Box­ing to re­duce the symp­toms of chronic con­di­tions

Manawatu Guardian - - JOURNEY OF LIFE -

A New Zealand box­ing-fit­ness ex­pert is urg­ing Ki­wis with chronic neu­ro­log­i­cal con­di­tions such as Parkin­son’s to lead more phys­i­cally ac­tive lives and start box­ing.

Box­ing fit­ness trainer Lisa Gom­bin­sky Roach says many peo­ple with Parkin­sons are di­ag­nosed in their 40s and 50s and con­di­tions like mul­ti­ple mul­ti­ple sclero­sis are most likely to be di­ag­nosed in the 30s.

She is plead­ing for peo­ple with health is­sues to ex­er­cise more.

Lisa set up Coun­ter­punch Parkin­sons sev­eral years ago in Auck­land along with for­mer New Zealand box­ing cham­pion Shane Cameron and now has ac­cred­ited 60 coaches all around New Zealand and two in­ter­na­tion­ally.

She said some years ago peo­ple di­ag­nosed with chronic neu­ro­log­i­cal con­di­tions were treated as in­valids and told to con­sider a wheel­chair.

“Thank­fully, this is no longer the case. Ro­bust re­search sup­ports the ben­e­fits of ex­er­cise for peo­ple with vir­tu­ally ev­ery di­ag­no­sis.

“I tell any­one who has a dis­ease such as Parkin­sons not to let an old per­son move into their body. The ad­vice to slow down and be care­ful and avoid fa­tigue is no longer con­sid­ered best prac­tice and will of­ten do more harm than good.”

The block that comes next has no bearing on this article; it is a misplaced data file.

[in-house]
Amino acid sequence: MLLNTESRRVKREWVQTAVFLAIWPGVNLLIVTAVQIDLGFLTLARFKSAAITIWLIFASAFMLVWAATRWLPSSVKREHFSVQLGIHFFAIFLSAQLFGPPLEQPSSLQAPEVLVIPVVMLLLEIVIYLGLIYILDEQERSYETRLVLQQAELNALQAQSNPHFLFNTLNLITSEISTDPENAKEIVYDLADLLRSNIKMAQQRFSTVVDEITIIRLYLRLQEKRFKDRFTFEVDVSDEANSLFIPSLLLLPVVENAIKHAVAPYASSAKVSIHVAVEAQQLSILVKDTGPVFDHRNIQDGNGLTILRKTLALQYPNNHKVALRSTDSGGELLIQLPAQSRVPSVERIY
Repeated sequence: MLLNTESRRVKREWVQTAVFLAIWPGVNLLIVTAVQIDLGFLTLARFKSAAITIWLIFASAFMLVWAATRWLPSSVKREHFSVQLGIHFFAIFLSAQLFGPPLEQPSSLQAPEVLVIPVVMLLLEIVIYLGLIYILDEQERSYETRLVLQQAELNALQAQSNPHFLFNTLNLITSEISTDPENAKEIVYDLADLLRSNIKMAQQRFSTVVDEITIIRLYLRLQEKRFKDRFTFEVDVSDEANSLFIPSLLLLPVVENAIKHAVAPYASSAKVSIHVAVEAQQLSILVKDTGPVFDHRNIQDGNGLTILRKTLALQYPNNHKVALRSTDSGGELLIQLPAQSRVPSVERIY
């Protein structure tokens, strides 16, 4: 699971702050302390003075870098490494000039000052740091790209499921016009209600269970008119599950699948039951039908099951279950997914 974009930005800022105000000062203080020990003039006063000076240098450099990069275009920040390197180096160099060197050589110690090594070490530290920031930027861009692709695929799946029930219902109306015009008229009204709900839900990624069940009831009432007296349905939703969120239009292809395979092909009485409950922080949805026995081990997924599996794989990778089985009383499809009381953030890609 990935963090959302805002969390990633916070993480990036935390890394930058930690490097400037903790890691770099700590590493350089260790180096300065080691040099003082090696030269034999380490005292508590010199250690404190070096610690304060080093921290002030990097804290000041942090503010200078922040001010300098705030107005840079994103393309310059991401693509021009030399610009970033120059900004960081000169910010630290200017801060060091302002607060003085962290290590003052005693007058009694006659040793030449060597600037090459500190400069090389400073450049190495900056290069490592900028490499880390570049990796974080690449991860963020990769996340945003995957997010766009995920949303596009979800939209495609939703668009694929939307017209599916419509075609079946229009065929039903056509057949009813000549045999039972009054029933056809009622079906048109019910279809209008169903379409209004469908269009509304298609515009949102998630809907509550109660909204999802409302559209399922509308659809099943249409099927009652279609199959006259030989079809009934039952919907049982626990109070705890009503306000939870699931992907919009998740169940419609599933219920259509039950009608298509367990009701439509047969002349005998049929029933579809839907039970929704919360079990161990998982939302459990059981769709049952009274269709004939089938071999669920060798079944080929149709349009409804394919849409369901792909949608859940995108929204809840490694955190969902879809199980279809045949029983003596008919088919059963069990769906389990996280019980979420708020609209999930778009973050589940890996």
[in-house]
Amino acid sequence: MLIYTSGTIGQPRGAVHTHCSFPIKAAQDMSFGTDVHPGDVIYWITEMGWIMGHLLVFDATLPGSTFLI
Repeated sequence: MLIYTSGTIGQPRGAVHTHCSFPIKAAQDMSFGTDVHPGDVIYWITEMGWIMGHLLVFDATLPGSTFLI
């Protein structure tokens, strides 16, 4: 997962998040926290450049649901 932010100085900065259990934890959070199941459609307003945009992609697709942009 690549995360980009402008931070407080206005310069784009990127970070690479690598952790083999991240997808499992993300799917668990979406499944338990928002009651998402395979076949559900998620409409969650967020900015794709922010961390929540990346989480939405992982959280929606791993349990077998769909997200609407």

Those who at­tend the classes hit box­ing bags and fo­cus pads and do ex­er­cise that im­proves bal­ance and works on fall pre­ven­tion.

“Ex­er­cise pro­motes brain health and is neu­ro­pro­tec­tive, pro­motes re­pair where pos­si­ble and pro­motes neu­ro­plas­tic­ity. Be­ing seden­tary pro­motes brain de­cline.

“Box­ing is fun and en­gag­ing and al­lows us to ad­dress the mo­tor is­sues of con­di­tions like Parkin­sons such as bal­ance, stiff­ness, slow­ness, tremor and strength. We give peo­ple a way to re­lease frus­tra­tions of the dis­ease. We give them hope, make them feel pos­i­tive and feel bet­ter in­stead of leav­ing them to de­spair as they sit back and ac­cept that they are get­ting worse.

“Parkin­sons doesn’t kill peo­ple, but it can iso­late them, frus­trate them, cause ap­a­thy, de­pres­sion and anx­i­ety. There is con­sid­er­able lit­er­a­ture that sup­ports ex­er­cise for lit­er­ally all neu­ro­log­i­cal con­di­tions which sug­gests that be­ing seden­tary adds sec­ondary com­pli­ca­tions.”

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